Southeast Asian firms have topped the global charts for their “bullish growth prospects” and a deep commitment and accountability towards realizing the United Nations’ sustainability goal even though this commitment needs to translate into implementation and execution, according to HSBC’s survey, ‘Navigator: Now, next and how.’
The survey reveals that 81 percent of the companies in Southeast Asia expect that they would experience business growth. The global average is at 79 percent. About 76 percent of the companies surveyed believed that their organization plays a crucial role in implementing the United Nations’ Sustainable Development Goals (SDGs) as opposed to 63 percent of global average.
The combined GDP of the 10 ASEAN countries stood at $ 3 Tn in 2018 which was more than the UK, France, or India. The region has also seen about five percent growth rate over several years.
“ASEAN is home to some of the world’s most bullish businesses--and these high-growth firms are acutely aware that sustainability and commercial goals go hand-in-hand,” said Matthew Lobner, Head of International and Head of Strategy & Planning, Asia-Pacific, HSBC. “It’s very pleasing to see the sense of focus that Southeast Asian firms have towards the UN’s SDGs but must now convert from desire into meaningful action. As investors and governments increase their focus on sustainability, firms need to be focusing on this now.”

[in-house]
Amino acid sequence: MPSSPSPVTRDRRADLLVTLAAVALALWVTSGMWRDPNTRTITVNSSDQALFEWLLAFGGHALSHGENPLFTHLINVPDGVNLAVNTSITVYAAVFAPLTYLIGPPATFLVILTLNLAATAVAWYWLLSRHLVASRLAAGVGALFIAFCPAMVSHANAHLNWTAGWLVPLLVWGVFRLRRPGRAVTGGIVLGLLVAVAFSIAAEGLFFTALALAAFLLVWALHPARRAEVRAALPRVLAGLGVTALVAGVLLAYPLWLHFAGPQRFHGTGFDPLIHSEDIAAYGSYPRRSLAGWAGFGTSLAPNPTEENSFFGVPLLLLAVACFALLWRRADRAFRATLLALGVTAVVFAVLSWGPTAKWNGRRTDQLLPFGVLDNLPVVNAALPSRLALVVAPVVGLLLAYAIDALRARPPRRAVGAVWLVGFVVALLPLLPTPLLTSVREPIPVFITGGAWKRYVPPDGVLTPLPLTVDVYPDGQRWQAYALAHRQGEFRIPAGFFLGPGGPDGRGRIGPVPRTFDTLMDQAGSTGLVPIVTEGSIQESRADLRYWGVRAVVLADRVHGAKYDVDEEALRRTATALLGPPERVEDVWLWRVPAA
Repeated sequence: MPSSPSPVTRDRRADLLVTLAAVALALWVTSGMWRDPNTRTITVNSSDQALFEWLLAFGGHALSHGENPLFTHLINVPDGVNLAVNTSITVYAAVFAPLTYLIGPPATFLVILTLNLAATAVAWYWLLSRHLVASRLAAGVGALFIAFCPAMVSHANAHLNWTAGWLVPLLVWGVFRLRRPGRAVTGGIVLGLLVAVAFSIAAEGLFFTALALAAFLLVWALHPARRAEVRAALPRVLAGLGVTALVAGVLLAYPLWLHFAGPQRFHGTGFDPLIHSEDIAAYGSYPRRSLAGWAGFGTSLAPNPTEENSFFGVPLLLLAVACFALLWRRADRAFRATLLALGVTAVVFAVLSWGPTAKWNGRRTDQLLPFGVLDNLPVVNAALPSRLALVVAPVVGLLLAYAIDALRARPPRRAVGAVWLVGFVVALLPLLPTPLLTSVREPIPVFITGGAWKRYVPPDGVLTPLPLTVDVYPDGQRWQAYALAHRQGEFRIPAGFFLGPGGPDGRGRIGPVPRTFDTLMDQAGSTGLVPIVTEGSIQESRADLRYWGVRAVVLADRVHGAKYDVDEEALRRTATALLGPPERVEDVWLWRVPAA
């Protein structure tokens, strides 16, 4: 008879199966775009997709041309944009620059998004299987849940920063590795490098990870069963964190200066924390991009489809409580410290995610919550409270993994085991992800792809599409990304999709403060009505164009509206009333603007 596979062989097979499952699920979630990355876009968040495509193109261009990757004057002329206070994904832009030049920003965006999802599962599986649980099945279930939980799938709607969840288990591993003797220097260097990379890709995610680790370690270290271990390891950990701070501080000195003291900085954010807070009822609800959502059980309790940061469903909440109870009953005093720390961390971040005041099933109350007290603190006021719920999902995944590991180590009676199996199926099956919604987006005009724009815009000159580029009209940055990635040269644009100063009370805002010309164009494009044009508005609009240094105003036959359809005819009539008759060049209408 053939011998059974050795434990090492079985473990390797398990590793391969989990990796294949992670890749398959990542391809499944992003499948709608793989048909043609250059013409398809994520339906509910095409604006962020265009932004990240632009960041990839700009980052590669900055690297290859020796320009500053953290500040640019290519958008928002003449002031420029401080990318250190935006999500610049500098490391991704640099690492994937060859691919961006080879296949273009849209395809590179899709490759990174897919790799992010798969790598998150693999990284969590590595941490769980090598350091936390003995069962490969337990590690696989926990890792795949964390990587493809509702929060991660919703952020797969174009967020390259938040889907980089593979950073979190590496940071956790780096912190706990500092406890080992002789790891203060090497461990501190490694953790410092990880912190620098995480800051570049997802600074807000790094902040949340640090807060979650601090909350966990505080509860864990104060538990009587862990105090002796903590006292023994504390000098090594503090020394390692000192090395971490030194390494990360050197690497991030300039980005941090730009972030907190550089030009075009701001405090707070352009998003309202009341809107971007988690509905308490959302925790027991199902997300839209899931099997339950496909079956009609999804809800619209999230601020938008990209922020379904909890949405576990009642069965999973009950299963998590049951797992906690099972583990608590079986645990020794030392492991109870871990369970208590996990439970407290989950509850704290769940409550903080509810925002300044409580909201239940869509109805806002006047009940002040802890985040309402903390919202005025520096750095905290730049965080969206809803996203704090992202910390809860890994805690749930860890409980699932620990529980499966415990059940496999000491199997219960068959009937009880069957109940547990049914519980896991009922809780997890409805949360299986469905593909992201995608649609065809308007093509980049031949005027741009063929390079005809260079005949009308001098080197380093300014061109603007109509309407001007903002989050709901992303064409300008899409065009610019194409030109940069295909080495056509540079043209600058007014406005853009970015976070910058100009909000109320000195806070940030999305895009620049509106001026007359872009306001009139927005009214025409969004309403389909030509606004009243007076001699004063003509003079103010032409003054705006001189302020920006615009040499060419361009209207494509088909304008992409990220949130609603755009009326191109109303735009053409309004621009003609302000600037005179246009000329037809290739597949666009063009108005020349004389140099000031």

As the Southeast Asian countries are disproportionately facing climate change, it is crucial that the governments and businesses focus on driving the sustainability agenda. Some of the ways suggested in the survey include:
- Think both short-term and long-term: When climate change viewed through the long-term lens, it seems like a far-off challenge, however, when the goal is broken down into short-term steps, the impact is immediate and urgent.
- Think holistic: It is not only about external activities but also internal transformations to the way your organization sources materials, packages and ships products to measuring the company readiness for the change. Incorporating green and social issues into the business so that investment decisions are also made keeping the sustainability goals in mind, is the need of the hour.
- Global interconnectedness: The impact of rising sea levels is not only restricted to the snow-covered nations, but also have a direct impact on businesses across the world.
- Staying informed: As with any business change, technological evolution and green innovations are also picking up pace. Keeping yourself updated on these regulatory changes, sustainable financing options, dynamically changing investor and customer expectations. Keeping abreast with new innovations can help drive profits, boost reputation, and at the same time crack the code of achieving sustainable development.
- Lead by example: In an era where businesses are trying to tackle climate change consequences, companies that think out of the box and hold themselves accountable would be the leaders who would impact the rest of the organizations.
“Sustainability is intrinsic to driving value and helping to secure the long-term viability of businesses, and failure to act now could severely hamper Singapore’s growth opportunity,” said Tony Cripps, HSBC Singapore’s CEO, HSBC. “While encouraging progress has been made, the next five years are a critical timeframe for businesses to ensure that sustainability is embedded throughout their whole business and that of their value chain.”